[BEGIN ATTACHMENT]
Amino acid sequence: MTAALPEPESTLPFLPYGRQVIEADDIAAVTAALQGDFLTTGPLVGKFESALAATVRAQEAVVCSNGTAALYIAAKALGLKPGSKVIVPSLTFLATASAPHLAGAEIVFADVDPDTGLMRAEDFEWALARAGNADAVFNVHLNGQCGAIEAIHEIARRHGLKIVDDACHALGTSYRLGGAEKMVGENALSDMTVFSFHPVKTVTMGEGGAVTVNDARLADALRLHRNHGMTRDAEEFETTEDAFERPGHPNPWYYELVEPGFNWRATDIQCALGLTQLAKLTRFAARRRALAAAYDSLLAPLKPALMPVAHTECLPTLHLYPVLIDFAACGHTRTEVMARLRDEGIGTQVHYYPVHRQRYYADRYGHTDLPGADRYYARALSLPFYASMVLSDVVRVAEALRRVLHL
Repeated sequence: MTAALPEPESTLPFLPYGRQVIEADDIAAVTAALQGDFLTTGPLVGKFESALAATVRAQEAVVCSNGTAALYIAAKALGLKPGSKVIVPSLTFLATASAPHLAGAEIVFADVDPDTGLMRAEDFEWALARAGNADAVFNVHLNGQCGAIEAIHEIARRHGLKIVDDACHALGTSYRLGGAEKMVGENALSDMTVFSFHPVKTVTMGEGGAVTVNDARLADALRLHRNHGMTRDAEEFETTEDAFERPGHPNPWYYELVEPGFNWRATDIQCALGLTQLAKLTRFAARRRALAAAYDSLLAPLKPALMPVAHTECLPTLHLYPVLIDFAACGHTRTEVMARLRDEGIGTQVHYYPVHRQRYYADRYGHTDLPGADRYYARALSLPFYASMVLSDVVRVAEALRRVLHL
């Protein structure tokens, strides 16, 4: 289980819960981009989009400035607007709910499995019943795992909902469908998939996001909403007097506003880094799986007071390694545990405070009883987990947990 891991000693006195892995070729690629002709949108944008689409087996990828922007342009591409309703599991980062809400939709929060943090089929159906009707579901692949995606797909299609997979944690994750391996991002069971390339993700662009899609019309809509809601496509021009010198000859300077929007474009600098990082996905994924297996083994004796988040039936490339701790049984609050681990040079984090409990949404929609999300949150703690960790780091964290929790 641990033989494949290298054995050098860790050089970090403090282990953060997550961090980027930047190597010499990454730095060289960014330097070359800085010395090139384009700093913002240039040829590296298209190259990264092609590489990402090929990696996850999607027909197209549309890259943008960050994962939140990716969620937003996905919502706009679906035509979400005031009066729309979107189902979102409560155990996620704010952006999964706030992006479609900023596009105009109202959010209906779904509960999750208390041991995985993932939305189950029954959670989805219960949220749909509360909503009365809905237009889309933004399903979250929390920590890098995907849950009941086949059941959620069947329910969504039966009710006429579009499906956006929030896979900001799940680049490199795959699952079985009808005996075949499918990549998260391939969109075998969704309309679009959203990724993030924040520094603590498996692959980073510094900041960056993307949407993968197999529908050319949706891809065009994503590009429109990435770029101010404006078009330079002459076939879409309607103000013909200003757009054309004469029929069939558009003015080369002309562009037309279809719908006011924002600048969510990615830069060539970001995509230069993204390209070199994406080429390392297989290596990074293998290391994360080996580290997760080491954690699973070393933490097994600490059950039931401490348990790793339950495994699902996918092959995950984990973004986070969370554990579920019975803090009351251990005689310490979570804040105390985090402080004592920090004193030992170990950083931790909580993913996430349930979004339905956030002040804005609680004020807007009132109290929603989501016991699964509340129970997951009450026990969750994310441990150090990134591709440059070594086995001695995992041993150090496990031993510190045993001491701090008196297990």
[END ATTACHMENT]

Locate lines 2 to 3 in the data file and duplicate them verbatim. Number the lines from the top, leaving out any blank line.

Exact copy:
Repeated sequence: MTAALPEPESTLPFLPYGRQVIEADDIAAVTAALQGDFLTTGPLVGKFESALAATVRAQEAVVCSNGTAALYIAAKALGLKPGSKVIVPSLTFLATASAPHLAGAEIVFADVDPDTGLMRAEDFEWALARAGNADAVFNVHLNGQCGAIEAIHEIARRHGLKIVDDACHALGTSYRLGGAEKMVGENALSDMTVFSFHPVKTVTMGEGGAVTVNDARLADALRLHRNHGMTRDAEEFETTEDAFERPGHPNPWYYELVEPGFNWRATDIQCALGLTQLAKLTRFAARRRALAAAYDSLLAPLKPALMPVAHTECLPTLHLYPVLIDFAACGHTRTEVMARLRDEGIGTQVHYYPVHRQRYYADRYGHTDLPGADRYYARALSLPFYASMVLSDVVRVAEALRRVLHL
């Protein structure tokens, strides 16, 4: 289980819960981009989009400035607007709910499995019943795992909902469908998939996001909403007097506003880094799986007071390694545990405070009883987990947990 891991000693006195892995070729690629002709949108944008689409087996990828922007342009591409309703599991980062809400939709929060943090089929159906009707579901692949995606797909299609997979944690994750391996991002069971390339993700662009899609019309809509809601496509021009010198000859300077929007474009600098990082996905994924297996083994004796988040039936490339701790049984609050681990040079984090409990949404929609999300949150703690960790780091964290929790 641990033989494949290298054995050098860790050089970090403090282990953060997550961090980027930047190597010499990454730095060289960014330097070359800085010395090139384009700093913002240039040829590296298209190259990264092609590489990402090929990696996850999607027909197209549309890259943008960050994962939140990716969620937003996905919502706009679906035509979400005031009066729309979107189902979102409560155990996620704010952006999964706030992006479609900023596009105009109202959010209906779904509960999750208390041991995985993932939305189950029954959670989805219960949220749909509360909503009365809905237009889309933004399903979250929390920590890098995907849950009941086949059941959620069947329910969504039966009710006429579009499906956006929030896979900001799940680049490199795959699952079985009808005996075949499918990549998260391939969109075998969704309309679009959203990724993030924040520094603590498996692959980073510094900041960056993307949407993968197999529908050319949706891809065009994503590009429109990435770029101010404006078009330079002459076939879409309607103000013909200003757009054309004469029929069939558009003015080369002309562009037309279809719908006011924002600048969510990615830069060539970001995509230069993204390209070199994406080429390392297989290596990074293998290391994360080996580290997760080491954690699973070393933490097994600490059950039931401490348990790793339950495994699902996918092959995950984990973004986070969370554990579920019975803090009351251990005689310490979570804040105390985090402080004592920090004193030992170990950083931790909580993913996430349930979004339905956030002040804005609680004020807007009132109290929603989501016991699964509340129970997951009450026990969750994310441990150090990134591709440059070594086995001695995992041993150090496990031993510190045993001491701090008196297990």